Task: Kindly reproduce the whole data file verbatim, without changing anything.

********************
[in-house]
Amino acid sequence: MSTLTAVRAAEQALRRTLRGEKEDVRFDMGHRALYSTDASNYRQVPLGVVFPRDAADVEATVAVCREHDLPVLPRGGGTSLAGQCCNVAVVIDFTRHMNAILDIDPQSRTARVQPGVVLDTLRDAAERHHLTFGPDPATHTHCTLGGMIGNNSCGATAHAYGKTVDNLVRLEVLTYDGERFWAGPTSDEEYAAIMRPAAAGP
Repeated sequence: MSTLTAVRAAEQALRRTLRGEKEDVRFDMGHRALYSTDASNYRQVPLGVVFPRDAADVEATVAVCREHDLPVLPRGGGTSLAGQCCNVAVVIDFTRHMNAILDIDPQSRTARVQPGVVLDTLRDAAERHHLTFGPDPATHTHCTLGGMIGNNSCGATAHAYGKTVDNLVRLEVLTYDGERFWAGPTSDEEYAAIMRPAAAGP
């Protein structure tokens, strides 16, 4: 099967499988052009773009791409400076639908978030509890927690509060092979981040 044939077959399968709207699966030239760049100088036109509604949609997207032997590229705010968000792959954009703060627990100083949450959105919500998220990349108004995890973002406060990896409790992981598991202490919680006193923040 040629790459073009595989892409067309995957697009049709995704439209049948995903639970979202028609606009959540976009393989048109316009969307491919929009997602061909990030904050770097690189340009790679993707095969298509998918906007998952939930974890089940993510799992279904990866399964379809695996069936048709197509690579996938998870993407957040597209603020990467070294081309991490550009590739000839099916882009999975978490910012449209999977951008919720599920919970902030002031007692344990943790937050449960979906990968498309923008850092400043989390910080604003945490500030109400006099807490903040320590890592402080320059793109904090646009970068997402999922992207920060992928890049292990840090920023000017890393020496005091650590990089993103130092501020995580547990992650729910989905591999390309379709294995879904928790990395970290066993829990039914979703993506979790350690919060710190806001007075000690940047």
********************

[in-house]
Amino acid sequence: MSTLTAVRAAEQALRRTLRGEKEDVRFDMGHRALYSTDASNYRQVPLGVVFPRDAADVEATVAVCREHDLPVLPRGGGTSLAGQCCNVAVVIDFTRHMNAILDIDPQSRTARVQPGVVLDTLRDAAERHHLTFGPDPATHTHCTLGGMIGNNSCGATAHAYGKTVDNLVRLEVLTYDGERFWAGPTSDEEYAAIMRPAAAGP
Repeated sequence: MSTLTAVRAAEQALRRTLRGEKEDVRFDMGHRALYSTDASNYRQVPLGVVFPRDAADVEATVAVCREHDLPVLPRGGGTSLAGQCCNVAVVIDFTRHMNAILDIDPQSRTARVQPGVVLDTLRDAAERHHLTFGPDPATHTHCTLGGMIGNNSCGATAHAYGKTVDNLVRLEVLTYDGERFWAGPTSDEEYAAIMRPAAAGP
């Protein structure tokens, strides 16, 4: 099967499988052009773009791409400076639908978030509890927690509060092979981040 044939077959399968709207699966030239760049100088036109509604949609997207032997590229705010968000792959954009703060627990100083949450959105919500998220990349108004995890973002406060990896409790992981598991202490919680006193923040 040629790459073009595989892409067309995957697009049709995704439209049948995903639970979202028609606009959540976009393989048109316009969307491919929009997602061909990030904050770097690189340009790679993707095969298509998918906007998952939930974890089940993510799992279904990866399964379809695996069936048709197509690579996938998870993407957040597209603020990467070294081309991490550009590739000839099916882009999975978490910012449209999977951008919720599920919970902030002031007692344990943790937050449960979906990968498309923008850092400043989390910080604003945490500030109400006099807490903040320590890592402080320059793109904090646009970068997402999922992207920060992928890049292990840090920023000017890393020496005091650590990089993103130092501020995580547990992650729910989905591999390309379709294995879904928790990395970290066993829990039914979703993506979790350690919060710190806001007075000690940047």